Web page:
It had to change at some point in time. I've watched technology advance over the last few years, with dual core, quad core, and even up to twelve core processors appearing from Intel and AMD. With those advances, one of the huge advantages of choosing SQL Server over other RDBMS's is that SQL Server has been licensed by physical socket rather than core licensing. For less cost, we have been getting more and more processing power for our CPU licenses. However with SQL Server 2012 being released next year sometime, that is due to change. Microsoft released initial licensing information and Denny Cherry (blog | @MrDenny) wrote a great post that helps explain how the licensing will be handled moving forward.
Licensing is a strange topic for me. There are so many restrictions and decisions made by software companies as to how they will allow customers to use their products, it is not only confusing, it can be incredibly frustrating. For most DBAs, we don't sign the checks to purchase the software, but we are charged with finding the best deals we can for our companies, and making the decisions about which editions are needed, how many licenses are appropriate and which type of license. We are also under pressure to minimize costs, which often results in lots of stress trying to make the best decision for our workload while ensuring compliance with vendor licensing.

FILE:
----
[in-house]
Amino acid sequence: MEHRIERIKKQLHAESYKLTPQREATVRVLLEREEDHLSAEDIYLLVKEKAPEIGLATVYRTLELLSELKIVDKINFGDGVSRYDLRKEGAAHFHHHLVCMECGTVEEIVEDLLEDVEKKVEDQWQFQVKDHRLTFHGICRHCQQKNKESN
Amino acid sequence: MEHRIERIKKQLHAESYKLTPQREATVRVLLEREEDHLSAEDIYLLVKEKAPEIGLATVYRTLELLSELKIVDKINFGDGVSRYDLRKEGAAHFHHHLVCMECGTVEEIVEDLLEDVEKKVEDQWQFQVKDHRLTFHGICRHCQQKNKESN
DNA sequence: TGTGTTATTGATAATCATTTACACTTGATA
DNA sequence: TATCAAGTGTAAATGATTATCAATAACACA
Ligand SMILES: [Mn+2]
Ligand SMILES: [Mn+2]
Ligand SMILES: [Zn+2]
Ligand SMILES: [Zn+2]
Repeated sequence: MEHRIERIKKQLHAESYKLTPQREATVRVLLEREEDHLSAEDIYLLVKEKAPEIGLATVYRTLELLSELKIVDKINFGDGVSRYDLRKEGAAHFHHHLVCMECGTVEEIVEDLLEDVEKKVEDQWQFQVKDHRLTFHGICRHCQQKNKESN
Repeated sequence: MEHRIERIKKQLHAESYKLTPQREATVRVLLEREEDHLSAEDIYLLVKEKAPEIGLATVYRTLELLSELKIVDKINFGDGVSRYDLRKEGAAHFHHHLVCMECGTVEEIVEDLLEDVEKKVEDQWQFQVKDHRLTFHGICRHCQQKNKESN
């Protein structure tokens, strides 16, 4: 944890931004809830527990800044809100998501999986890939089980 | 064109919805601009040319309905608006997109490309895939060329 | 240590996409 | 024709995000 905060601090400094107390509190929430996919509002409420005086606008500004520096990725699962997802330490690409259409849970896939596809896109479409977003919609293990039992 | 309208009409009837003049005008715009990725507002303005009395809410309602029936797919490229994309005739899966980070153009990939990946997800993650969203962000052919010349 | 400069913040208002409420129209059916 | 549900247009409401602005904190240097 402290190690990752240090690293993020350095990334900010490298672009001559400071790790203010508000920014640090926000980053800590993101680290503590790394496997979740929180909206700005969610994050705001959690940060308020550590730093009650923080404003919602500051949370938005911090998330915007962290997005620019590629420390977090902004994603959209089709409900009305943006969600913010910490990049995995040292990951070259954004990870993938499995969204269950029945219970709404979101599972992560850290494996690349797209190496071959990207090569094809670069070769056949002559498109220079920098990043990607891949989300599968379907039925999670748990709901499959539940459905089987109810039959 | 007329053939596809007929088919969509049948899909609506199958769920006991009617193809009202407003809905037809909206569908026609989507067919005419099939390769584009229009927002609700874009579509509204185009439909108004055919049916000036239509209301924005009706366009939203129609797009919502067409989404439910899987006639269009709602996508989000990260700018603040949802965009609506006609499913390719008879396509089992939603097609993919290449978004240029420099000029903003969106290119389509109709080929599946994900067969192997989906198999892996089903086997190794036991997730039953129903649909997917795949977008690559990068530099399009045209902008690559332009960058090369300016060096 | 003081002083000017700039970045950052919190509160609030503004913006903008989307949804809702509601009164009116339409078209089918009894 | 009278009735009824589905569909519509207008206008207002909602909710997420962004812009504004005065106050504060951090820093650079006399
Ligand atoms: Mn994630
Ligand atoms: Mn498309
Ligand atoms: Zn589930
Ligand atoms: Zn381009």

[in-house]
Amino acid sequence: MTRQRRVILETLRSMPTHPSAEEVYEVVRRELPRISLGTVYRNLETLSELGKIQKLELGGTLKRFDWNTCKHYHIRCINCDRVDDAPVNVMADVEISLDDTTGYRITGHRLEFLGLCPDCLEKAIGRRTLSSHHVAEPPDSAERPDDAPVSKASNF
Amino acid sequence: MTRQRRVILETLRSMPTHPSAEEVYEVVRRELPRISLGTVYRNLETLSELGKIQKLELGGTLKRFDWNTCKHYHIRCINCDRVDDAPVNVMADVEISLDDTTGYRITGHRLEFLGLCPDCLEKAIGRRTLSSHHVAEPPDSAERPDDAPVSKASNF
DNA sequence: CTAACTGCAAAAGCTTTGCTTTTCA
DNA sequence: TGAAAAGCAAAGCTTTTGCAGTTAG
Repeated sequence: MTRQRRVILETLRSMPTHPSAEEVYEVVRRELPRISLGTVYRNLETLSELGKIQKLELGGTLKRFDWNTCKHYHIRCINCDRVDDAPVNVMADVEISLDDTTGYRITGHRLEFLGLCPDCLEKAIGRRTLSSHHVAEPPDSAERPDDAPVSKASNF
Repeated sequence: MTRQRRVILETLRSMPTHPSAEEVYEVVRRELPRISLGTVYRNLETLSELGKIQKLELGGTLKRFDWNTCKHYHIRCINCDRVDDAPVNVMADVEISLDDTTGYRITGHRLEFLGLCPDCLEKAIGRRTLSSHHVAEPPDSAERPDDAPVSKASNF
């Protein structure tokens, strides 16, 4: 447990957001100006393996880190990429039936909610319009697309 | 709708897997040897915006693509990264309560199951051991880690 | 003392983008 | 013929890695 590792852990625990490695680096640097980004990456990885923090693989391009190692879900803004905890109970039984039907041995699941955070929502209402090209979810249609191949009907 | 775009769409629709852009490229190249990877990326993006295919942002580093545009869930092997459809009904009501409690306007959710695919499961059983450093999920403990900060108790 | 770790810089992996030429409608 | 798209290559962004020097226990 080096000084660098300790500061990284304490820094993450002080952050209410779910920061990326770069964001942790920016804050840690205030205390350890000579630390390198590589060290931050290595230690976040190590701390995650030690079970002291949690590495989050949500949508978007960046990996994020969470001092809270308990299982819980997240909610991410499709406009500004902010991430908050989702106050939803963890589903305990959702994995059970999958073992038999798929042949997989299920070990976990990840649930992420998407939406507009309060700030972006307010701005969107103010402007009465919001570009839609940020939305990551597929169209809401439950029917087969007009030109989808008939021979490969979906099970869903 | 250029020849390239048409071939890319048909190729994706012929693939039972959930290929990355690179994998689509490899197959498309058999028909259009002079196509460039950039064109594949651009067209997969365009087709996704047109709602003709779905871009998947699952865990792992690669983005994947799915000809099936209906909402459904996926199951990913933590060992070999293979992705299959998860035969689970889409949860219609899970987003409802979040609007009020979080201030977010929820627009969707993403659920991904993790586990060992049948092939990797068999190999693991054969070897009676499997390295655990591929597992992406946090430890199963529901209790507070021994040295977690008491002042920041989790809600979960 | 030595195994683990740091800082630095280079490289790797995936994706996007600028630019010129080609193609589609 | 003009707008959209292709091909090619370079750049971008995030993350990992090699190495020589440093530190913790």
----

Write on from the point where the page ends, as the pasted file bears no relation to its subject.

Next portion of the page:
I've made my thoughts on licensing known before (I prefer licensing by scale only), but at least the new scheme for 2012 is fairly simple. We have fewer editions and we are licensing by cores, so sockets * cores = licenses needed. This is unlike Oracle, which has some strange math required for cores of different speeds. There are a few twists with virtualization, but it does appear that overall it's a simpler scheme, although perhaps more expensive for some customers. There are some benefits for customers that upgrade licenses, so if you are considering moving servers to 2012, you might want to purchase SQL Server 2008 R2 licenses now. If you upgrade them later, it may be cheaper if you have larger servers, especially those with more than 4 cores per socket.
With the ever increasing density of processing power in today's CPUs, this changes seems fair to me. Microsoft can license SQL Server however they choose to do so, and I think the move to charging for cores makes sense. I would, however, like to see them just remove the feature restrictions and allow all features to exist in all editions of the product. We could build better applications and SQL Server would look to be a more polished product.
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